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Heart Rhythm. 2014 Sep;11(9):1613-8. doi: 10.1016/j.hrthm.2014.05.014. Epub 2014 May 20.

Multicenter experience with extraction of the Riata/Riata ST ICD lead.

Author information

1
Brigham and Women's Hospital, Boston, Massachusetts. Electronic address: mmaytin@partners.org.
2
Cleveland Clinic, Cleveland, Ohio.
3
Ohio State University Medical Center, Columbus, Ohio.
4
University Hospital, Pisa, Italy.
5
University of Miami Miller School of Medicine, Miami, Florida.
6
Drexel University College of Medicine, Philadelphia, Pennsylvania.
7
Mount Sinai School of Medicine, New York, New York.
8
University of Pittsburgh Medical College, Pittsburgh, Pennsylvania.
9
The Valley Health System and Columbia University College of Physicians and Surgeons, New York, New York.
10
Oregon Health & Science University, Portland, Oregon.
11
Scripps Green Hospital, El Cajon, California.
12
Brigham and Women's Hospital, Boston, Massachusetts.

Abstract

BACKGROUND:

In November 2011, the Food and Drug Administration issued a class I recall of Riata and Riata ST implantable cardioverter-defibrillator leads. Management recommendations regarding the recall have remained controversial.

OBJECTIVE:

Data regarding the safety and feasibility of extraction of Riata implantable cardioverter-defibrillator leads are limited.

METHODS:

We performed a retrospective study of patients undergoing extraction of Riata/Riata ST leads at 11 centers.

RESULTS:

Between July 2003 and April 2013, 577 Riata/Riata ST leads were extracted from 577 patients (Riata 467, [84%]; Riata ST 89, [16%]). Complete procedural success achieved in 99.1%. The cohort was 78% men, with a mean age of 60 years and a mean left ventricular ejection fraction of 34% ± 14%. The mean implant duration was 44.7 months (range 0-124.6 months). The majority of leads extracted were for infection (305 [53.0%]) and 220 (35.7%) for lead malfunction. Evaluation for lead integrity was performed in 295 cases. Of these, 34.9% were found to have externalized cables. Implant duration was significantly longer in leads with externalized cables (P < .0001). No difference in lead integrity was noted between Riata and Riata ST leads (11.7% vs. 17.7% failure; P = .23). Among leads in which cable externalization was noted, laser sheaths were used more frequently (P = .01). Major complications included 3 superior vena cava/right ventricular perforations requiring surgical intervention with 1 death 12 days after the procedure and 1 pericardial effusion requiring percutaneous drainage (0.87%).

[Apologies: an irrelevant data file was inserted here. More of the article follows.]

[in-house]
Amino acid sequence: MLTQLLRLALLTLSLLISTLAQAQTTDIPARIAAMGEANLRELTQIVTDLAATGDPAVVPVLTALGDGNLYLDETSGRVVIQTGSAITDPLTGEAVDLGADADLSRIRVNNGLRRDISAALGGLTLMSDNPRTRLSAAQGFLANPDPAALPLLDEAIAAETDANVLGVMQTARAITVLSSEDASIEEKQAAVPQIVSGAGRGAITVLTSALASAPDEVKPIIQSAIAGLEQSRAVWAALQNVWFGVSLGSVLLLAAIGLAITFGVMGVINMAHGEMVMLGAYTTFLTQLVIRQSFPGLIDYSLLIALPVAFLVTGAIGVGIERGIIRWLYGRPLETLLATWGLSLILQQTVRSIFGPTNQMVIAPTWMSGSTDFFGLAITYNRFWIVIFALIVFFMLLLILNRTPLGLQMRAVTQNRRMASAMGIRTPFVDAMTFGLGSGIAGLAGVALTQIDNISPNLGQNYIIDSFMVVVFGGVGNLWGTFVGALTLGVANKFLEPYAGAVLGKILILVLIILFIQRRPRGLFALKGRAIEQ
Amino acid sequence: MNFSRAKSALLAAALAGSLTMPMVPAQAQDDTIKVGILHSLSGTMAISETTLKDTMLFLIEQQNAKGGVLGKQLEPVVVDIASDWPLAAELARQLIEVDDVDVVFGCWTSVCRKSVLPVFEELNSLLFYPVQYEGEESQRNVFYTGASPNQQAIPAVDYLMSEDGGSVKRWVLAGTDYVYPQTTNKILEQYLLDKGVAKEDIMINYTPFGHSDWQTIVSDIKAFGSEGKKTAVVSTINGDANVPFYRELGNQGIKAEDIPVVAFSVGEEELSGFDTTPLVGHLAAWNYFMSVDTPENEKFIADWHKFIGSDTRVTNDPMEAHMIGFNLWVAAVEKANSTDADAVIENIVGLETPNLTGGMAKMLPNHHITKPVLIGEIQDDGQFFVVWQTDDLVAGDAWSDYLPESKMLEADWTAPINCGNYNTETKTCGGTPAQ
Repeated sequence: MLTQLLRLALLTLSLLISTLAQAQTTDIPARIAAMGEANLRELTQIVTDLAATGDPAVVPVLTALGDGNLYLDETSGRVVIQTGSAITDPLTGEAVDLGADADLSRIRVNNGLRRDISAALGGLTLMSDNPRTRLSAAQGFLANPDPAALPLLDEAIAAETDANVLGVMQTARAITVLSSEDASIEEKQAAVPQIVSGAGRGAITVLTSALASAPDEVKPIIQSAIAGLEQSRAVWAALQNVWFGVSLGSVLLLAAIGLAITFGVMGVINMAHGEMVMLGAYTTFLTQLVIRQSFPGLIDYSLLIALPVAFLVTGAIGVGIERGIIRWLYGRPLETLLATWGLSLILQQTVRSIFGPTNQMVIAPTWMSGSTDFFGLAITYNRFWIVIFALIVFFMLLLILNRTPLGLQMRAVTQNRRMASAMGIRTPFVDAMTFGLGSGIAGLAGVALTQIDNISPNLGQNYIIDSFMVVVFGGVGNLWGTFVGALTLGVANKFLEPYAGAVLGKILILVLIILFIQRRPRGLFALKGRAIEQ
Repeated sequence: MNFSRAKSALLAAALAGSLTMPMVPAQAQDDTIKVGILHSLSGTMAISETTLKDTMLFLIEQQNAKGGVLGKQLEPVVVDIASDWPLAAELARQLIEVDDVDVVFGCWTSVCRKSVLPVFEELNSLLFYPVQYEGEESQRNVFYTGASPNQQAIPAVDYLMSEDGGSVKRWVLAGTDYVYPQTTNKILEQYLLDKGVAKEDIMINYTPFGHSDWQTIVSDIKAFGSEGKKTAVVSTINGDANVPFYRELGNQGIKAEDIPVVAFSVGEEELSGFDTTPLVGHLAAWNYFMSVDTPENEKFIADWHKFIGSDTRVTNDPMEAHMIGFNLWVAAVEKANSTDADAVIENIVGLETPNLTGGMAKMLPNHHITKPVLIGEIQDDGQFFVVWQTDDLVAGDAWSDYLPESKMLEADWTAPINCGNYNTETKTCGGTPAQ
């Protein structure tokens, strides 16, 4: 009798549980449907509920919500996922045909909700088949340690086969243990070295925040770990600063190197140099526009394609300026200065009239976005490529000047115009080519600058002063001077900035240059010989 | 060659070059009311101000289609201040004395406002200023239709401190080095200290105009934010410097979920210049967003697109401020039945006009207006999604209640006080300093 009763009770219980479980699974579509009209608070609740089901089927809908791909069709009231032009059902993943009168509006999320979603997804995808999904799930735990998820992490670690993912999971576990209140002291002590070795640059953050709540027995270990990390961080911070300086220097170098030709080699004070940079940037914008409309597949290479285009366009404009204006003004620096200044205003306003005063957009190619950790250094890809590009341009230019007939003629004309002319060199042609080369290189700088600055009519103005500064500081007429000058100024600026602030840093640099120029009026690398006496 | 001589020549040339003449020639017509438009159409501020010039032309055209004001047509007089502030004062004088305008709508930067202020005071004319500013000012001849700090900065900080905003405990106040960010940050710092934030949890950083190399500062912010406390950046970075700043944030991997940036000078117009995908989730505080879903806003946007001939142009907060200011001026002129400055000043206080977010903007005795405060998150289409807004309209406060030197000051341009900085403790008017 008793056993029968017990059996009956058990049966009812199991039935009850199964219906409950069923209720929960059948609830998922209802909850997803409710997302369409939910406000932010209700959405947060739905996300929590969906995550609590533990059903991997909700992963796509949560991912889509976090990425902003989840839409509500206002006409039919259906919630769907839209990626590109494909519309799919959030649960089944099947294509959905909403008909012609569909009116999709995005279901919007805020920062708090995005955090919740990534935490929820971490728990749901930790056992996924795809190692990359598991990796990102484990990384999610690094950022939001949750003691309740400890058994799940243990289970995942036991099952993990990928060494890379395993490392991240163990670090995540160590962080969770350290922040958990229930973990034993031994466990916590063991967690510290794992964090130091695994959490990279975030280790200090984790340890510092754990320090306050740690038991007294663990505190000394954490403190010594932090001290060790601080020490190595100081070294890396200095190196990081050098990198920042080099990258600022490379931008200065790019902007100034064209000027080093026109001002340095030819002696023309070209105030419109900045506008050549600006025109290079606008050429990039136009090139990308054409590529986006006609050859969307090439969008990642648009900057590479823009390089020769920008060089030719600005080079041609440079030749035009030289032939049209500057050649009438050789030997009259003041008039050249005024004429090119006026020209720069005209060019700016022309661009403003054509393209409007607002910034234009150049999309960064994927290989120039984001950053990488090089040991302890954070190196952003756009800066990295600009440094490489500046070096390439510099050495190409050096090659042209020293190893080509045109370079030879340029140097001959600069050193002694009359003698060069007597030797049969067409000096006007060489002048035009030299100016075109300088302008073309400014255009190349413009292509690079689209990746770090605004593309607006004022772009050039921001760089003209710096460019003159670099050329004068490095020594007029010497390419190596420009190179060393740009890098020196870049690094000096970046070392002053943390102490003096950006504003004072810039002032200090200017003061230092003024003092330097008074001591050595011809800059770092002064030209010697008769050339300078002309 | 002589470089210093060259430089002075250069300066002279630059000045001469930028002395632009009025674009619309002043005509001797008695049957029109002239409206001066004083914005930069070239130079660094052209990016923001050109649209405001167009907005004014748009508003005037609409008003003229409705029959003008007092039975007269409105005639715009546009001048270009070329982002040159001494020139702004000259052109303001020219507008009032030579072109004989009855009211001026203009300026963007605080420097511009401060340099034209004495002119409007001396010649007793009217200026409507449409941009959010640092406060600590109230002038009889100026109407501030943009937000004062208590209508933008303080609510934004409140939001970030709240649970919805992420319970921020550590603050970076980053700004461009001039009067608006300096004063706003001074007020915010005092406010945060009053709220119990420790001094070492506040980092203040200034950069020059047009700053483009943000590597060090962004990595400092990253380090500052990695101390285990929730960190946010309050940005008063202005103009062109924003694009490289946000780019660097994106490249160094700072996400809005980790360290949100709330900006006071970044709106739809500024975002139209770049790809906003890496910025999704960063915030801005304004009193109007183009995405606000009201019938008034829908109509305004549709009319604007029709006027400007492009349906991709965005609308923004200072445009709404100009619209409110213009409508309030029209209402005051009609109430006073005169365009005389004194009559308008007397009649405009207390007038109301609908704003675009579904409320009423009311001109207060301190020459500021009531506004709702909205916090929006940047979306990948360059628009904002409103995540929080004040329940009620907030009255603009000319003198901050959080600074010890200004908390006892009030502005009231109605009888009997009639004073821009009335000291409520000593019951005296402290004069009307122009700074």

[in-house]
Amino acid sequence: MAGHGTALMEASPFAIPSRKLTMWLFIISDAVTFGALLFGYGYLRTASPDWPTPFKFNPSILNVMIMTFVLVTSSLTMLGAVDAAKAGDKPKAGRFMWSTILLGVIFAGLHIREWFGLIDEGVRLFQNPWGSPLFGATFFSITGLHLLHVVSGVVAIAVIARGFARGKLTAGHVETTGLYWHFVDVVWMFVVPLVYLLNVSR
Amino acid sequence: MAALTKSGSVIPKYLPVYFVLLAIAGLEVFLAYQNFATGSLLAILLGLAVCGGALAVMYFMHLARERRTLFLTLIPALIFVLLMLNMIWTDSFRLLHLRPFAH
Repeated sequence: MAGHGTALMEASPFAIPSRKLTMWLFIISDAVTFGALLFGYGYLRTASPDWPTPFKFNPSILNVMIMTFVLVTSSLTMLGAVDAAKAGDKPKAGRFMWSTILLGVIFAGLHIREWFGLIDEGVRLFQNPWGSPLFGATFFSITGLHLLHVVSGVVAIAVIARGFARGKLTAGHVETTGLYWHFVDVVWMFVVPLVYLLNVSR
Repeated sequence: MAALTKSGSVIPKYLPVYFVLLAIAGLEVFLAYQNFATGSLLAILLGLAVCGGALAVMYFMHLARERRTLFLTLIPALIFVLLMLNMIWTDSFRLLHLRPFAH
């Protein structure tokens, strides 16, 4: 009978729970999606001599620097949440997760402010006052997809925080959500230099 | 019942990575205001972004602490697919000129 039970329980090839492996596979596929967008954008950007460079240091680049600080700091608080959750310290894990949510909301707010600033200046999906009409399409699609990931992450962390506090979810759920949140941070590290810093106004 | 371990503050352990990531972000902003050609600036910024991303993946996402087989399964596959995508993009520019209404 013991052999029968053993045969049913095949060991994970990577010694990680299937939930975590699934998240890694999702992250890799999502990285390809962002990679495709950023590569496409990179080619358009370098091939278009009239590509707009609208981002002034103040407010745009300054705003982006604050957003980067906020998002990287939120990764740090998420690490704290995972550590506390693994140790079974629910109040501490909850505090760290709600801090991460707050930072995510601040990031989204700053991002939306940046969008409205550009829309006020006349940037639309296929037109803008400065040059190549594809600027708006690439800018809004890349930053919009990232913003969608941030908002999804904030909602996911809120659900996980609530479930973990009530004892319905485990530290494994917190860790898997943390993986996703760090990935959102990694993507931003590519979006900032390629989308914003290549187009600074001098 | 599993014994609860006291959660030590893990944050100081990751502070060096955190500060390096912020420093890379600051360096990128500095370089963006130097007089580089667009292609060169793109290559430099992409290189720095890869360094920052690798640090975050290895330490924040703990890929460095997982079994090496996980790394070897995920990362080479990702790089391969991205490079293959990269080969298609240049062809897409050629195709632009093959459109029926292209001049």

CONCLUSION:

Extraction of the Riata/Riata ST leads can be challenging, and leads with externalized cables may require specific extraction techniques. Extraction of the Riata/Riata ST leads can be performed safely by experienced operators at high-volume centers with a complication rate comparable to published data.

KEYWORDS:

ICD; Lead extraction; Lead management

PMID:
24854215
DOI:
10.1016/j.hrthm.2014.05.014
[Indexed for MEDLINE]
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